South by Southwest, which took over Austin, Texas, last week, led with the SXSW Interactive portion of the festival, whose lineup also includes SXSW Music and SXSW Film segments. It was hard to pin down winners for this edition SXSW Interactive in part because the prevailing strategy seemed to be “don’t debut new things here.” Still, mobile payment systems, location-based apps, and established digital favorites managed to make waves.
Many ways to pay
Although the mobile payment systems on display had received press attention before SXSW, the conference enabled product developers to showcase updated and/or final versions. Isis — the mobile payment system from a tech cooperative led by AT&T (NYSE:T), Verizon (NYSE:VZ), and Deutsche Telekom’s (PINK:DTEGY) T-Mobile — showed journalists a functional prototype. The demo illustrated the features packaged into a typical transaction: loyalty cards offered by particular merchants and special deals that may apply to a particular product, the payment method linked to the service, and the mobile-device payment “tap” at a point-of-sale terminal.
PayPal, a subsidiary of eBay (NASDAQ: EBAY), previewed its own, forthcoming digital wallet on Tuesday — then eclipsed itself later in the week with the non-SXSW unveiling of its mobile small business payment system, PayPal Here.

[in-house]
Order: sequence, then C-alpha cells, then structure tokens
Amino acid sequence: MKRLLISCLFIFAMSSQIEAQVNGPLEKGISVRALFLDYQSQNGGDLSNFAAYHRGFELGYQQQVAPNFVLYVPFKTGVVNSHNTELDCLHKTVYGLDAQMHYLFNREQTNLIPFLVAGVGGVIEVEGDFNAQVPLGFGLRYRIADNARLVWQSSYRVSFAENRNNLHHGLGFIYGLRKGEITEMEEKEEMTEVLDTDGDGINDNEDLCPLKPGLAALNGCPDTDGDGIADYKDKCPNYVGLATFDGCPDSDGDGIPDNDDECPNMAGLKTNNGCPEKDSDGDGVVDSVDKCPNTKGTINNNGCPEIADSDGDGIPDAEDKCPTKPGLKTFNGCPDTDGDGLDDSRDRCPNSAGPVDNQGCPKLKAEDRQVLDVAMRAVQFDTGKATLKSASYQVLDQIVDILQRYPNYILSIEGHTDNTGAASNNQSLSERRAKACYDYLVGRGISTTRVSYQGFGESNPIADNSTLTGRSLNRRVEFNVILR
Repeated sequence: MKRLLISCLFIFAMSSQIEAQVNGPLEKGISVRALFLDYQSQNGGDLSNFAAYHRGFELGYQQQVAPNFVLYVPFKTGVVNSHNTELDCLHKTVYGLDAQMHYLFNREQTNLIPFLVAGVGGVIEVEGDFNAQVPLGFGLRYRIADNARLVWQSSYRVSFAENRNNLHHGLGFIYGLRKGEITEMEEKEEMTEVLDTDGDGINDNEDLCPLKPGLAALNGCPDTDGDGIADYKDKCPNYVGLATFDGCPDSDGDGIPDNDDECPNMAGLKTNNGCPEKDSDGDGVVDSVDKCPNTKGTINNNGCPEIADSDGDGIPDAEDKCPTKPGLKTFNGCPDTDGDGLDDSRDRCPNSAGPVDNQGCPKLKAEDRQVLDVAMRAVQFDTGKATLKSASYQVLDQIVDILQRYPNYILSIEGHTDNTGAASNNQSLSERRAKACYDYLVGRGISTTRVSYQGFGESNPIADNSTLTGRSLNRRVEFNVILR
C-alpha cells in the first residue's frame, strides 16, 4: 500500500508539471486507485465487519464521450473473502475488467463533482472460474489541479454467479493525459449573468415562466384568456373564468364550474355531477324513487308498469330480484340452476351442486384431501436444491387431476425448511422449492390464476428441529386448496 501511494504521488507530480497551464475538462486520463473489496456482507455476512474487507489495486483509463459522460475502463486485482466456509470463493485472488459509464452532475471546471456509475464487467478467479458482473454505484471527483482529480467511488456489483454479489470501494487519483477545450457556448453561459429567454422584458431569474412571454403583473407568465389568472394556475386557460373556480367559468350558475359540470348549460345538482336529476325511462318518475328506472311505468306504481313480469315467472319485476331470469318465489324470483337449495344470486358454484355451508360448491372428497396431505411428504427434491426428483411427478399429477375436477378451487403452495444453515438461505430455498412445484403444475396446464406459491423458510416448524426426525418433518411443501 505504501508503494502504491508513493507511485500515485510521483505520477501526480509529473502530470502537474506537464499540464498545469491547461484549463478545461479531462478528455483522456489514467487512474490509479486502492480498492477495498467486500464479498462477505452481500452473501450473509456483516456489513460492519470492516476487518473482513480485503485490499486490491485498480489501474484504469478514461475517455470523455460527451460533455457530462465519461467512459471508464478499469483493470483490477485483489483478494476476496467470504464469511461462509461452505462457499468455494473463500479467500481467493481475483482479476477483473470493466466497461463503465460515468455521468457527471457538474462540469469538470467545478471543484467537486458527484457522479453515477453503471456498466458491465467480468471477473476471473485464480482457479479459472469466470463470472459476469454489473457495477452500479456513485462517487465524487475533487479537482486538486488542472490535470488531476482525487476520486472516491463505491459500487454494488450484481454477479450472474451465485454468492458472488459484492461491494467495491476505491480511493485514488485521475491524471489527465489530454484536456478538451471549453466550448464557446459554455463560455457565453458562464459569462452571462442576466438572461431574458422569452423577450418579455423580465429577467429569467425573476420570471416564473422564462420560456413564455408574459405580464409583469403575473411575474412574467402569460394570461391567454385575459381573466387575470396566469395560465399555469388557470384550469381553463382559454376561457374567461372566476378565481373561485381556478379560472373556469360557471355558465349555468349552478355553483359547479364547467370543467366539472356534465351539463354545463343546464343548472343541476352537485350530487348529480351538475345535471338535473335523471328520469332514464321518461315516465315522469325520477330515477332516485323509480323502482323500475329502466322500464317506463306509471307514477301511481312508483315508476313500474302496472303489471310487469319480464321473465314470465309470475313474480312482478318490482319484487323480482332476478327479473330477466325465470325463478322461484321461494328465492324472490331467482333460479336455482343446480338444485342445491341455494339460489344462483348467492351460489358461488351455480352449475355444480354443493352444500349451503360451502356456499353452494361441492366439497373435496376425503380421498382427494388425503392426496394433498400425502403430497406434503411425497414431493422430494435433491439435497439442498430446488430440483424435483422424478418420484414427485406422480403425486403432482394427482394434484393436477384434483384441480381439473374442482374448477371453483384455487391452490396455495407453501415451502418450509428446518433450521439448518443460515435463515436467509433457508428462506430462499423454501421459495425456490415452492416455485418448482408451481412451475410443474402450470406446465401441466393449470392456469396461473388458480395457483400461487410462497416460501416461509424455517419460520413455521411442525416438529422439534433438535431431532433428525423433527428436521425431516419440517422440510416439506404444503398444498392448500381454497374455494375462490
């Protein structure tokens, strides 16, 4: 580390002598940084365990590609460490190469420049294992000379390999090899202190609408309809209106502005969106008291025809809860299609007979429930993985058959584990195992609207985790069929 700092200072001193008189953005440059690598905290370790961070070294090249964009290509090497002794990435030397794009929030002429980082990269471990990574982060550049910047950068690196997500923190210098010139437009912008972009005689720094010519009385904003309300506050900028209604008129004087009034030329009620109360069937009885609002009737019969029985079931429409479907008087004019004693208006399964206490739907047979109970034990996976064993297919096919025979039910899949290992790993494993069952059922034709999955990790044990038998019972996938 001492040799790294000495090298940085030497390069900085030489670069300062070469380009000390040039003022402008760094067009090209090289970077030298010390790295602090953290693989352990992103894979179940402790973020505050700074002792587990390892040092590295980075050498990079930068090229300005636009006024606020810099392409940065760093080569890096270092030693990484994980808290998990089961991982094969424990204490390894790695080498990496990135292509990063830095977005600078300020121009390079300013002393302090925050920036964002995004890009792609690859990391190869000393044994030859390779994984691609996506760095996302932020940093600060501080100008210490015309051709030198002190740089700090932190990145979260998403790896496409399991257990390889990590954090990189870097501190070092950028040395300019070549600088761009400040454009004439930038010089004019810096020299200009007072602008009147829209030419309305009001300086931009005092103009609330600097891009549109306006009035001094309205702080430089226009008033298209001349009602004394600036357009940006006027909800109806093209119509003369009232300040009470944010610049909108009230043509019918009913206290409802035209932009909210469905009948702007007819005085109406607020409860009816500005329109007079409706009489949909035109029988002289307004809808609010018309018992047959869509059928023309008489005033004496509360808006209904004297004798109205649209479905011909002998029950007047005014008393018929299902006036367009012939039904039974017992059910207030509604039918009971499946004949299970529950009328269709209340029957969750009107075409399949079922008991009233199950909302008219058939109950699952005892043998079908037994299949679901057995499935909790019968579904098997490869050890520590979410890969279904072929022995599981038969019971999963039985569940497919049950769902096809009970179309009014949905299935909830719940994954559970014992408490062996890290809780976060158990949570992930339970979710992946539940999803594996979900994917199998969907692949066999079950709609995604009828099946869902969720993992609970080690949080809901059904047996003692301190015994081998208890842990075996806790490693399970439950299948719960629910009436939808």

Ordering and payment app PayDragon showed off at SXSW with food-truck partnerships that allowed attendees to test the system. The app allows businesses to upload ordering information directly to the app; users can then use the uploaded information to choose what they want, and scan the product’s QR code, or barcode, to place their order. The app also allows merchants to offer special deals.
Apps for finding friends and colleagues
PayDragon aside, the apps that saw the most usage at SXSW were those that combined social networking and location-based interactions, much like previous festival darling Foursquare. Highlight allowed users to see the public Facebook pages of other Highlight users who were nearby, though the app faced privacy concerns and complaints that it was draining batteries. Similarly themed Uberlife allowed users to create “hangouts” and, via their Facebook and Twitter accounts, invite social networking associates in close proximity to join them.
The social location services made sense in the context of SXSW, where the crowds are thick and the attendees have similar interests, but the apps popular in that setting might not gain momentum in the wider world. Even the attendees seemed to acknowledge that possibility. Social bookmarking site Pinterest drew a lot of attention, as did Instagram, the company behind the eponymous iPhone mega-app for photography. Both companies made presentations but neither debuted anything new that would have earned them the amount of ink they previously had gotten at the festival.
The relatively low-key nature of this year’s SXSW, at least for the SXSW Interactive segment, seemed to acknowledge that most attendees would be at least nominally familiar with new products and developments. So the focus this time around was more on explaining existing products and allowing potential new users a chance to try out the technology. Product debuts in this day in age seem more geared toward private corporate presentations, such as the one accompanying PayPal Here, or highly specialized conferences like the Mobile World Congress.